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Glia. 1993 Jan;7(1):84-92.

Microglia in degenerative neurological disease.

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Kinsmen Laboratory of Neurological Research, University of British Columbia, Vancouver, Canada.


Microglia express many leukocyte surface antigens which are upregulated in such chronic degenerative neurological diseases as Alzheimer's disease (AD) and amyotrophic lateral sclerosis (ALS). These surface antigens include leukocyte common antigen, immunoglobulin Fc receptors, MHC class I and class II glycoproteins, beta 2-integrins, and the vitronectin receptor. Ligands for these receptors are also found. They include immunoglobulins, complement proteins of the classical pathway, T lymphocytes of the cytotoxic/suppressor and helper/inducer classes, and vitronectin. T lymphocytes marginate along capillary venules, with some penetrating into the tissue matrix. Immunoglobulins and complement proteins are synthesized locally in brain, although they may also come from the bloodstream if the blood-brain barrier is compromised. The membrane attack complex, which is formed from C5b-9, the terminal components of complement, has been identified in AD and multiple sclerosis brain tissue. In addition, proteins designed to defend against bystander lysis caused by the membrane attack complex, including protectin, C8 binding protein, clusterin, and vitronectin, are associated with damaged neuronal processes in AD. Autodestruction may play a prominent part in these 2 diseases.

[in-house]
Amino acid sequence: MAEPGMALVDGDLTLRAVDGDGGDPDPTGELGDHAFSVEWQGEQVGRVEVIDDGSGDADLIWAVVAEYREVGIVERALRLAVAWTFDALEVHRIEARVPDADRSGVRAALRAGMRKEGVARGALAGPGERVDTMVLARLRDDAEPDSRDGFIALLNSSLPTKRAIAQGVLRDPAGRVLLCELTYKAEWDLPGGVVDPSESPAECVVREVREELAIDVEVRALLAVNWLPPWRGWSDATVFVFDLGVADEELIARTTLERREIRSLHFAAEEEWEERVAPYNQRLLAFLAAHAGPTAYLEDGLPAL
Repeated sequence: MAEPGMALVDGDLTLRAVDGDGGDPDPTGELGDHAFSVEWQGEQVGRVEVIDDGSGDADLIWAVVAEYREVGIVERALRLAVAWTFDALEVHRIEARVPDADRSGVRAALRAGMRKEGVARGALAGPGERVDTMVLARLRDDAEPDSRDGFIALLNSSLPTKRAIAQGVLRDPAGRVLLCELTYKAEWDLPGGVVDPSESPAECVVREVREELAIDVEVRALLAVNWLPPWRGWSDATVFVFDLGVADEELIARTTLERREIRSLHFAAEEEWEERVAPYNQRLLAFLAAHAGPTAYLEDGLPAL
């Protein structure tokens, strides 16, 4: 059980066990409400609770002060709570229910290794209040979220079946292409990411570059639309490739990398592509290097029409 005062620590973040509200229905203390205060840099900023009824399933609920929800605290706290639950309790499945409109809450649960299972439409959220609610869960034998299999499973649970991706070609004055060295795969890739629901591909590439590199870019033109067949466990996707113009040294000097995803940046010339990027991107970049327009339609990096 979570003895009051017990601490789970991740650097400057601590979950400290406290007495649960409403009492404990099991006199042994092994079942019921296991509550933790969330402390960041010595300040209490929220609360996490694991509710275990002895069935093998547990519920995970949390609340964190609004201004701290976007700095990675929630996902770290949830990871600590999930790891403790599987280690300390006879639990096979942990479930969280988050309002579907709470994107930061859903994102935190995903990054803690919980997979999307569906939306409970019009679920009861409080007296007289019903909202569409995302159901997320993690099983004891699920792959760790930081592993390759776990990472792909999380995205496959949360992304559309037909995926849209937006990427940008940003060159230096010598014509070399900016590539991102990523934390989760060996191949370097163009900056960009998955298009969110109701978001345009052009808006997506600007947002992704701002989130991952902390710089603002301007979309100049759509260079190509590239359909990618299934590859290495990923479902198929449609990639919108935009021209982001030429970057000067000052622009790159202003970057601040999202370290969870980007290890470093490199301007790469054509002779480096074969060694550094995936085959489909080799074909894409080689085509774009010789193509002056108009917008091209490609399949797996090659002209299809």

[Indexed for MEDLINE]

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